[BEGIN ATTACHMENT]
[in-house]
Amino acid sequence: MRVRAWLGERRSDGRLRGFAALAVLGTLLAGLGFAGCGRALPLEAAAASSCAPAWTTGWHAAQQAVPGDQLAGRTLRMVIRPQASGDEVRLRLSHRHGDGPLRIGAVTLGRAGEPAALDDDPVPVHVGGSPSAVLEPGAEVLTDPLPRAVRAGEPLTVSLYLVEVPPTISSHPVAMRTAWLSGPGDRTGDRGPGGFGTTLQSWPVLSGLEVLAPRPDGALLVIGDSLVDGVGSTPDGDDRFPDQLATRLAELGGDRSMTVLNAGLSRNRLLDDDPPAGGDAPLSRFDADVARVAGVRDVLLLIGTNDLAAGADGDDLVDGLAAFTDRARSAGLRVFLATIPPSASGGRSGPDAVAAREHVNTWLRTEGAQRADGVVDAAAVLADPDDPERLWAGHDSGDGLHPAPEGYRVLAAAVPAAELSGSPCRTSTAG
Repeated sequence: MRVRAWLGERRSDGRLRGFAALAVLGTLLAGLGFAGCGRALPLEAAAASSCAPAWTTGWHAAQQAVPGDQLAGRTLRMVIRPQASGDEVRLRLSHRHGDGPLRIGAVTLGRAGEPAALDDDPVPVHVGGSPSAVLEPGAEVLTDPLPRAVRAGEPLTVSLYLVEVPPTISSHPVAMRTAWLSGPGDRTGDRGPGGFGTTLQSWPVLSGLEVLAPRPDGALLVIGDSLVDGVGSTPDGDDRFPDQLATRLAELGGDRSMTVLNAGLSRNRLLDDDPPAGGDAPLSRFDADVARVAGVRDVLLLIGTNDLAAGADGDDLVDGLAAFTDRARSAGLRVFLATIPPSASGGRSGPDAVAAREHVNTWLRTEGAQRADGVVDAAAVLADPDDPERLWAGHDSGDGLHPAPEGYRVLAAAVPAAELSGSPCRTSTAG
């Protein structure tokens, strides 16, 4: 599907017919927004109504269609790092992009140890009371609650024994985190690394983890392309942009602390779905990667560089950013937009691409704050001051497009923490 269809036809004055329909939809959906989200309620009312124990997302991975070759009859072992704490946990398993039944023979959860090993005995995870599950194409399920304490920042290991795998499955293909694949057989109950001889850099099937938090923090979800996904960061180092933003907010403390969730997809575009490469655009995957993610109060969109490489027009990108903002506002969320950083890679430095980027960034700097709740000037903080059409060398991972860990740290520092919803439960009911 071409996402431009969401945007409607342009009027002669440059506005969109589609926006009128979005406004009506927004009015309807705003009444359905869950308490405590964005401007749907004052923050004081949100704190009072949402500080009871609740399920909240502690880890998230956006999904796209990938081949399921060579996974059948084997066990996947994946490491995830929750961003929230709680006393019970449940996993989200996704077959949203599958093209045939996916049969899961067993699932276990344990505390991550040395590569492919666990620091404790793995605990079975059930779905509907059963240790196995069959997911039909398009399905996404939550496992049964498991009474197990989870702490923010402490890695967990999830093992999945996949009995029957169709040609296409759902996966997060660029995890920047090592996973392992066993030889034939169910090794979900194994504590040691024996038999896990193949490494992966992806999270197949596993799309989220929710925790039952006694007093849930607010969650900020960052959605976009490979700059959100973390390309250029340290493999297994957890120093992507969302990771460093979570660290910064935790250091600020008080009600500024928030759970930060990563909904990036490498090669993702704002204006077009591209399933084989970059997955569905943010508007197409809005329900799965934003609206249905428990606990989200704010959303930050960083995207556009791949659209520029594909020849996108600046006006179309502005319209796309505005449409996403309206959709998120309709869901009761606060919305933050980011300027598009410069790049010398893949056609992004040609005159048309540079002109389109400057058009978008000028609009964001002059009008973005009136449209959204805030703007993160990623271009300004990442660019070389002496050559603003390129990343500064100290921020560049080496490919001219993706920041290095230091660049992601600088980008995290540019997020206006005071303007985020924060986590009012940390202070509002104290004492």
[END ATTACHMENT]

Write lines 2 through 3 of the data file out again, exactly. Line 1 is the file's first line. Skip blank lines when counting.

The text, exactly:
Amino acid sequence: MRVRAWLGERRSDGRLRGFAALAVLGTLLAGLGFAGCGRALPLEAAAASSCAPAWTTGWHAAQQAVPGDQLAGRTLRMVIRPQASGDEVRLRLSHRHGDGPLRIGAVTLGRAGEPAALDDDPVPVHVGGSPSAVLEPGAEVLTDPLPRAVRAGEPLTVSLYLVEVPPTISSHPVAMRTAWLSGPGDRTGDRGPGGFGTTLQSWPVLSGLEVLAPRPDGALLVIGDSLVDGVGSTPDGDDRFPDQLATRLAELGGDRSMTVLNAGLSRNRLLDDDPPAGGDAPLSRFDADVARVAGVRDVLLLIGTNDLAAGADGDDLVDGLAAFTDRARSAGLRVFLATIPPSASGGRSGPDAVAAREHVNTWLRTEGAQRADGVVDAAAVLADPDDPERLWAGHDSGDGLHPAPEGYRVLAAAVPAAELSGSPCRTSTAG
Repeated sequence: MRVRAWLGERRSDGRLRGFAALAVLGTLLAGLGFAGCGRALPLEAAAASSCAPAWTTGWHAAQQAVPGDQLAGRTLRMVIRPQASGDEVRLRLSHRHGDGPLRIGAVTLGRAGEPAALDDDPVPVHVGGSPSAVLEPGAEVLTDPLPRAVRAGEPLTVSLYLVEVPPTISSHPVAMRTAWLSGPGDRTGDRGPGGFGTTLQSWPVLSGLEVLAPRPDGALLVIGDSLVDGVGSTPDGDDRFPDQLATRLAELGGDRSMTVLNAGLSRNRLLDDDPPAGGDAPLSRFDADVARVAGVRDVLLLIGTNDLAAGADGDDLVDGLAAFTDRARSAGLRVFLATIPPSASGGRSGPDAVAAREHVNTWLRTEGAQRADGVVDAAAVLADPDDPERLWAGHDSGDGLHPAPEGYRVLAAAVPAAELSGSPCRTSTAG